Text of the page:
Skip to main content

Are you a legal professional? Visit our professional site

Search for legal issues
For help near (city, ZIP code or county)
Please enter a legal issue and/or a location

Book Review: Android Apps in One Hour For Lawyers

Article Placeholder Image
By William Peacock, Esq. on May 15, 2013 3:58 PM

As a faithful Nexus 4 and Nexus 7 (Google’s homebrewed Android phone and tablet, respectively) user, I am almost as enthusiastic about Android as that Droid Lawyer guy. So when I received an email from the ABA announcing the newly published Android Apps in One Hour for Lawyers by Daniel Siegel, my curiosity was piqued. A book that promises to introduce me to an already familiar world? Why not? Maybe I’ll learn something new.

Best of all? The ABA kindly provided a copy of the book for review, saving my $40 for more apps.

Who This is For

You know that recalcitrant middle-aged attorney who won't part from his flip phone? When his daughter (or the IT department) gives him a new Android device, this book is the absolutely perfect companion. It very clearly introduces the reader to the operating system, the app stores (including Handango, which I had never heard of), and the mystical world of the cloud. It also provides blurbs on hundreds of apps that handle such titillating tasks as legal research, encrypted cloud storage, and of course, billable hours.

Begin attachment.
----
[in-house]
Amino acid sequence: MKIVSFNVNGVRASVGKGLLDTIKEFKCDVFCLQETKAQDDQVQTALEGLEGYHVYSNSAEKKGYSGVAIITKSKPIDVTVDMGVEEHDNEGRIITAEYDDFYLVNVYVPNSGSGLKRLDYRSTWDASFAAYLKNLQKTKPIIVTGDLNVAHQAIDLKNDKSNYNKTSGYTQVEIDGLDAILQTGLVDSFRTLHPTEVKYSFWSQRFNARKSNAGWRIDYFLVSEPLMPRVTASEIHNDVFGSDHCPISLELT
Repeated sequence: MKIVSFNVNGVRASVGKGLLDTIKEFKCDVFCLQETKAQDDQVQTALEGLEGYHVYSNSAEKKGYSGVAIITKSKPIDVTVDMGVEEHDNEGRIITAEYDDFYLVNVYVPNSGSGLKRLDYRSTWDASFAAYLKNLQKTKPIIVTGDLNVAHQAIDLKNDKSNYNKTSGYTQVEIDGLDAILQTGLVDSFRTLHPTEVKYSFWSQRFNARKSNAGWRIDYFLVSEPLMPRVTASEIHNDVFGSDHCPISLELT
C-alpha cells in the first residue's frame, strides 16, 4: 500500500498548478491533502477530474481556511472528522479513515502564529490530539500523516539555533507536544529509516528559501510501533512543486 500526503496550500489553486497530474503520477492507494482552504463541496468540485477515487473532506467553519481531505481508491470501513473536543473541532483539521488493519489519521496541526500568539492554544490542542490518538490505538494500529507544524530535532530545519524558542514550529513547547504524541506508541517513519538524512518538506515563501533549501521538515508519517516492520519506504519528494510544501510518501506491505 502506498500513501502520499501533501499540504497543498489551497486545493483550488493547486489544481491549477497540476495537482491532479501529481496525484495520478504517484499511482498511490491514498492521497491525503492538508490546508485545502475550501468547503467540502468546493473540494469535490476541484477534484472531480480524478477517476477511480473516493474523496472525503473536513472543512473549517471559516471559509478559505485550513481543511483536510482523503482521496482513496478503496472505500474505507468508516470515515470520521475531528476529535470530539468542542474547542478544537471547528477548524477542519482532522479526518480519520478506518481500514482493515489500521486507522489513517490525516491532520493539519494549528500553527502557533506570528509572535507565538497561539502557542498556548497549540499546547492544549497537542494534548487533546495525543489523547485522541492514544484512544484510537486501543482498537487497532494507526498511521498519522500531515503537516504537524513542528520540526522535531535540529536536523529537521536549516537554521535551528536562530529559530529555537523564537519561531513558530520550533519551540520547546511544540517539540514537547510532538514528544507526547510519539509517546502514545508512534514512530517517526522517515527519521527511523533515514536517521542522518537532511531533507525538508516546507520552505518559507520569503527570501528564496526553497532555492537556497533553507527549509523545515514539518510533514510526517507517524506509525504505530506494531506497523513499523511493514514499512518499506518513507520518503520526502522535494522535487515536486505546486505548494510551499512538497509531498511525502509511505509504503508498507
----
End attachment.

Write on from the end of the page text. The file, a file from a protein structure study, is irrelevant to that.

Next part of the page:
If you are new to smartphones, or are switching from an iPhone, this book, with its clear language and color pictures, will guide you along the path to smartphone nirvana. Just note, the 131 pages (not counting the index, of course) will take a heck of a lot longer than an hour to get through, especially if you download apps or tweak your phone settings along the way.

Who This is Not For

Me. The geek. The Android veteran. While Siegel's list of apps is handy, and I'll surely reference it in the near future, a list of apps isn't worth the $40 that the book commands.

The Verdict

It's clearly written, has concise, yet detailed descriptions of the various apps, and provides step-by-step instructions for even the slightly-complicated tasks, like allowing third-party app stores to install their own apps (a must if you prefer Amazon's app store over Google Play). For those new to the world of Android, this book and a few hours of your time will save you weeks of frustration.

On the other hand, for those already versed in Google's mobile OS, it won't add much beyond a couple of great app recommendations.

Disclosure: A review copy of this book was provided by the American Bar Association; no compensation was received in exchange for this review. All opinions expressed are the author's own.

Related Resources:

Find a Lawyer

More Options